Some doubted his size, others his age. Some doubted he warranted the contract he earned with an MVP season in 2004 and whether he could live up to those numbers the contract dictated.
Martin St. Louis has been doubted his entire career - some will never learn.
St. Louis scored a goal Saturday night against one of the best goalies in hockey. It wasn't just any goal. His team, down 1 game to none in the Eastern Conference Quarterfinals, was getting outplayed by the New Jersey Devils. Out shot 18-4 in the waning moments of a second period that saw Tampa Bay fall behind 2-1, St. Louis was asked by Coach John Tortorella to double shift with Brad Richards and Jason Ward, as his linemates of the MVP line, Richard Award winner Vincent Lecavalier, and Vaclav Prospal (the V and the P of the line) headed to rest and sanctuary of the bench.
Ward forced a turnover, fed the puck to Richards, who found Marty St. Louis deep in Devils territory. Marty was parallel to the goal line - no shooting angle. No chance.
Martin St. Louis has heard that before.
"He's done that his entire career," teammate Tim Taylor told the St. Petersburg Times, "That was the hockey game. I know Vinny (Lecavalier) had the winner in the third period, but that was the hockey game. They had so much momentum, and that deflated them."
Indeed, St. Louis did what he does best. It was St. Louis who clinched the first Lightning playoffs series victory with an OT winner against the Washington Capitals in round one of 2003. It was Marty who performed the trick again in the first round of the cup run in 04 - eliminating the Islanders. It was the little engine that could in Game 6 of the Stanley Cup Finals - and all of Canada poised to celebrate the country's first cup in a decade - that broke his fellow Canadian hearts with a double-ot winner in Calgary, forcing Game 7 and Tampa Bay history.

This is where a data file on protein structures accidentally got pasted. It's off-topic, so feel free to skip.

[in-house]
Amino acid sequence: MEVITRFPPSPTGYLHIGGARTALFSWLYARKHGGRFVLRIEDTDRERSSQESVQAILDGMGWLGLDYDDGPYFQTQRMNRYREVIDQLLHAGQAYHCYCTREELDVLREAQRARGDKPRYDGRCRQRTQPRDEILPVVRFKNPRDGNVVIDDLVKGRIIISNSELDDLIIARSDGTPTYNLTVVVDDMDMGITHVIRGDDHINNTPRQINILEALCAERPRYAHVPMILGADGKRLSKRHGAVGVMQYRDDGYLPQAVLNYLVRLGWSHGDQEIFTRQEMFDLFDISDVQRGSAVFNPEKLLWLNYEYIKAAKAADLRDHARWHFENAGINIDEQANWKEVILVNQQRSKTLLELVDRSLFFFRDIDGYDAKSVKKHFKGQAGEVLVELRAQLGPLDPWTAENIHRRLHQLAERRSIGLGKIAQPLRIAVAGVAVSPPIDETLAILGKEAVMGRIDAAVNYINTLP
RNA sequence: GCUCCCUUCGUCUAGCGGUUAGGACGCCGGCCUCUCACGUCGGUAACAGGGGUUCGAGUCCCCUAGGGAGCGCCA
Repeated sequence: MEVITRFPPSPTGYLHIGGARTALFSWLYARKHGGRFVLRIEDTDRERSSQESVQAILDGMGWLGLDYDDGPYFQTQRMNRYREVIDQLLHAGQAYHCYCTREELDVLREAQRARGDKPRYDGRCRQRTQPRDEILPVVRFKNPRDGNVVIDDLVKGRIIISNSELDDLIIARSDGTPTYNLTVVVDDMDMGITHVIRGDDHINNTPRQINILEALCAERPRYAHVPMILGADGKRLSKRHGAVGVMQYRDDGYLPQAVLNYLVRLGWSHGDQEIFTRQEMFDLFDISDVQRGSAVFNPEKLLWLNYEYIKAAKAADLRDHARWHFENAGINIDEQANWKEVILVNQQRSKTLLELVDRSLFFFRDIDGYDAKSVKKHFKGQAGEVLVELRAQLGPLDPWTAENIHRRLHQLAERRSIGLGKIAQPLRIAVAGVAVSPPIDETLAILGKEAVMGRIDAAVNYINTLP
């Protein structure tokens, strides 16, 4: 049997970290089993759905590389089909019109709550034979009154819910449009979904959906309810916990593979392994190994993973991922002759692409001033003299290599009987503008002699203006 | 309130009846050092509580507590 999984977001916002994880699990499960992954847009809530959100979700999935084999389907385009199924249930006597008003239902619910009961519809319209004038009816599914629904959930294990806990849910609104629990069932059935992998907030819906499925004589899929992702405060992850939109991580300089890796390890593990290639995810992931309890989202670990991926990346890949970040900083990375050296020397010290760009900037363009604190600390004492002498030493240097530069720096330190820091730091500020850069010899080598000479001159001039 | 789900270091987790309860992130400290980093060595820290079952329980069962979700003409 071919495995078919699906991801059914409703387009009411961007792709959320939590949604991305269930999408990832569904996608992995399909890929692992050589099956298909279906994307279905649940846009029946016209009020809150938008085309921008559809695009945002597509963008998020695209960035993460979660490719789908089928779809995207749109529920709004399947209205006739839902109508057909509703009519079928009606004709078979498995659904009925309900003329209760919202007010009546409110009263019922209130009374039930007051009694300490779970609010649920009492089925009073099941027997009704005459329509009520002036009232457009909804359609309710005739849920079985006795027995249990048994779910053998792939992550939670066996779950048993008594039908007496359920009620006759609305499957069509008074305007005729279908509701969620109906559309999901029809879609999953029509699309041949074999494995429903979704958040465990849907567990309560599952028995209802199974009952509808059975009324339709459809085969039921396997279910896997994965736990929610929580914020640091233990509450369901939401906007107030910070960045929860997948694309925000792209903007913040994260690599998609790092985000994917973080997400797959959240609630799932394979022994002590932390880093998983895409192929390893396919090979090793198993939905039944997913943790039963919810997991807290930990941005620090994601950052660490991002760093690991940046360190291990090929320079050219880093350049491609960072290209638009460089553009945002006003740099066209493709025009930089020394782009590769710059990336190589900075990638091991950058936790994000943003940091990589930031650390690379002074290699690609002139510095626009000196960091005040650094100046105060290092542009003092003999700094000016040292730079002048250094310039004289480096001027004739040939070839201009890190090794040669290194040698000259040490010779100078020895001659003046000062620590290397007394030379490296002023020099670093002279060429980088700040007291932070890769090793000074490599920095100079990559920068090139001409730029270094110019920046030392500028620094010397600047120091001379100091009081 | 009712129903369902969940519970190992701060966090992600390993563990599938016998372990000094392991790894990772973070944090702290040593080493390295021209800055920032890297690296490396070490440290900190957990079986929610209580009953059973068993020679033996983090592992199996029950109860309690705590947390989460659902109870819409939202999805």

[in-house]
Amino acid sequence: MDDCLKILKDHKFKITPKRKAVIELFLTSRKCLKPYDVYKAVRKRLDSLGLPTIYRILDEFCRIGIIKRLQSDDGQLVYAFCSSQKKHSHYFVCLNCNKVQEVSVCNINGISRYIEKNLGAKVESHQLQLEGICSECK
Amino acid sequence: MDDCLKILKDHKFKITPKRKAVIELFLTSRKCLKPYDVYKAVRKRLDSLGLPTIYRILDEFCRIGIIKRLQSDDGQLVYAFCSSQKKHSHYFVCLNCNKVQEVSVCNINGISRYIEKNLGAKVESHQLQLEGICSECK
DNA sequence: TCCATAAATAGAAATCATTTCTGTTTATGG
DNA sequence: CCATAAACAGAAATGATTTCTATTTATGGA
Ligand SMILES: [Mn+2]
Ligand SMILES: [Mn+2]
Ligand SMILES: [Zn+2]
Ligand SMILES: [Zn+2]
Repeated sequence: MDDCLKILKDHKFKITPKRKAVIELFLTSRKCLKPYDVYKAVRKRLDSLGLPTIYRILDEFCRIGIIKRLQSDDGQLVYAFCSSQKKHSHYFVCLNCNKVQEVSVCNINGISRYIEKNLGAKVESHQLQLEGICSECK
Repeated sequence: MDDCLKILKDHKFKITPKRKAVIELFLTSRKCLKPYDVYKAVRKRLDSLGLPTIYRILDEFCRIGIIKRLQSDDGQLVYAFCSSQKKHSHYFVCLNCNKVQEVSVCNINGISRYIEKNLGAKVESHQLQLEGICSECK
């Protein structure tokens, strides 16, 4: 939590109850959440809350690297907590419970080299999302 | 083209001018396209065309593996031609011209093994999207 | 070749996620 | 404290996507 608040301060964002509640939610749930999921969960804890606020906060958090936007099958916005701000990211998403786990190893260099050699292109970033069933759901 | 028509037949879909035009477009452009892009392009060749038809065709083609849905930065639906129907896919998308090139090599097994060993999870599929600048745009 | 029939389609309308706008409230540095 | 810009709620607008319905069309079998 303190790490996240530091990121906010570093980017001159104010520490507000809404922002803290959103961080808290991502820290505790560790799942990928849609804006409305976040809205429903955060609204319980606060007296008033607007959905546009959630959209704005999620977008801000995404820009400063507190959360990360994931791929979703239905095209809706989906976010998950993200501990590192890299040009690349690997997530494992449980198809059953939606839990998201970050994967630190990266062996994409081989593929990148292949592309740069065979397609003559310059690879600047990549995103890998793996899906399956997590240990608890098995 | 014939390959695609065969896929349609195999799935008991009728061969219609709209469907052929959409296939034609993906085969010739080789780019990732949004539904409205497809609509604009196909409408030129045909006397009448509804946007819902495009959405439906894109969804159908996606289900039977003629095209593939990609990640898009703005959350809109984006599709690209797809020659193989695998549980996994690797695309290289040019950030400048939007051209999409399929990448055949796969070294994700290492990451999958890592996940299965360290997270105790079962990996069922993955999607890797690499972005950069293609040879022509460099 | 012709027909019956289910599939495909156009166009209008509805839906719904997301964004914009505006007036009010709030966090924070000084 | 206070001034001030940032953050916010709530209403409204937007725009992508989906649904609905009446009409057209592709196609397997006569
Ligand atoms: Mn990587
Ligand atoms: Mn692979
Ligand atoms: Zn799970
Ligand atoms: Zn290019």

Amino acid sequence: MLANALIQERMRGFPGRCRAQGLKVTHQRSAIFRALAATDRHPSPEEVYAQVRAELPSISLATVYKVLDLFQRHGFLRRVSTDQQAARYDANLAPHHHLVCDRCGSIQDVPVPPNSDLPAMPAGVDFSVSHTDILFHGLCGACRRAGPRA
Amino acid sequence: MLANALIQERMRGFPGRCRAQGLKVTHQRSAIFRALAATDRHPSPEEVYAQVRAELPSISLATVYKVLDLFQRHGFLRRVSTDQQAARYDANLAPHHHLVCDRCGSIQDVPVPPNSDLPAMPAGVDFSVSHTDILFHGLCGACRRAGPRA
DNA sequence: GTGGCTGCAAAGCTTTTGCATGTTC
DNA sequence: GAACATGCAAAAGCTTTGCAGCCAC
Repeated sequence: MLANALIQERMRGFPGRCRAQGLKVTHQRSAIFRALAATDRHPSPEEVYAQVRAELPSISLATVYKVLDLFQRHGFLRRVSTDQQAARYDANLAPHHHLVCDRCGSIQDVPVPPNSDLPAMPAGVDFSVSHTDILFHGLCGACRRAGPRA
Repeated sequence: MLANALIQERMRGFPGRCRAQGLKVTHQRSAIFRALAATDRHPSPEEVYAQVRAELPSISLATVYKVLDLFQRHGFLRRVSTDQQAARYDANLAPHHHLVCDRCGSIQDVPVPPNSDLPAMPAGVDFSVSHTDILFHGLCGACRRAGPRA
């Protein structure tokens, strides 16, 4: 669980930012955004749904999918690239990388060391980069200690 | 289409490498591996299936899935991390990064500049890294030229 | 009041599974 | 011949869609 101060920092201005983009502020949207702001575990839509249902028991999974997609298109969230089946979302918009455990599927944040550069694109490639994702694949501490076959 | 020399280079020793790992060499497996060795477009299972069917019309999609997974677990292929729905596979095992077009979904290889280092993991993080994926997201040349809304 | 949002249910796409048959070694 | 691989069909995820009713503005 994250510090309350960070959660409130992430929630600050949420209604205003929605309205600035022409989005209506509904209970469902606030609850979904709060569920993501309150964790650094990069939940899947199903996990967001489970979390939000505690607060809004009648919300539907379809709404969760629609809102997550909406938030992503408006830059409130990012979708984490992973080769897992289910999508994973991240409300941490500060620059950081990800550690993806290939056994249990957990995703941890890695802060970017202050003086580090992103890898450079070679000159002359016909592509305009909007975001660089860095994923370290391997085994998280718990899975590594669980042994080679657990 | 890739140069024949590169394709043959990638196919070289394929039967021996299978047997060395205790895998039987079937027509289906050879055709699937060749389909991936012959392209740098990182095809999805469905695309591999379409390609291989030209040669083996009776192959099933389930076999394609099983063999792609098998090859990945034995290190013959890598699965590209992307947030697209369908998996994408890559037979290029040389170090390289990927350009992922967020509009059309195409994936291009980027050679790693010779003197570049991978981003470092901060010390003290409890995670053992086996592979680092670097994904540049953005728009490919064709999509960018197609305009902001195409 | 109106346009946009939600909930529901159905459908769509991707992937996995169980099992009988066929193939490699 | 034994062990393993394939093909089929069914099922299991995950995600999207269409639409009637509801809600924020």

He did it again for Tampa Bay, finding a way to score an improbable goal when his team needed it the most. Tampa Bay was a punch drunk fighter, waiting for that finishing blow to go down. St. Louis was the uppercut you don't see - quick like a bolt from Zeus - smacking the champ square in the jaw and relieving the pressure.
John Tortorella said he did more than that. "It wasn't just the goal," Torts said to the Tampa Tribune, "It was how he was on the bench, what he was doing with the club. It was just his emotion, like he was trying to will the team to a win."
Sid The Kid or St. Louis' teammate Lecavalier may end up with the Hart Trophy, while St. Louis' doubters continue to defy logic. Doubt his size, his contract, and his age all you want - but never, ever doubt Martin St. Louis' heart.
Quotes from the Tampa Tribune and the St. Petersburg Times were used for this blog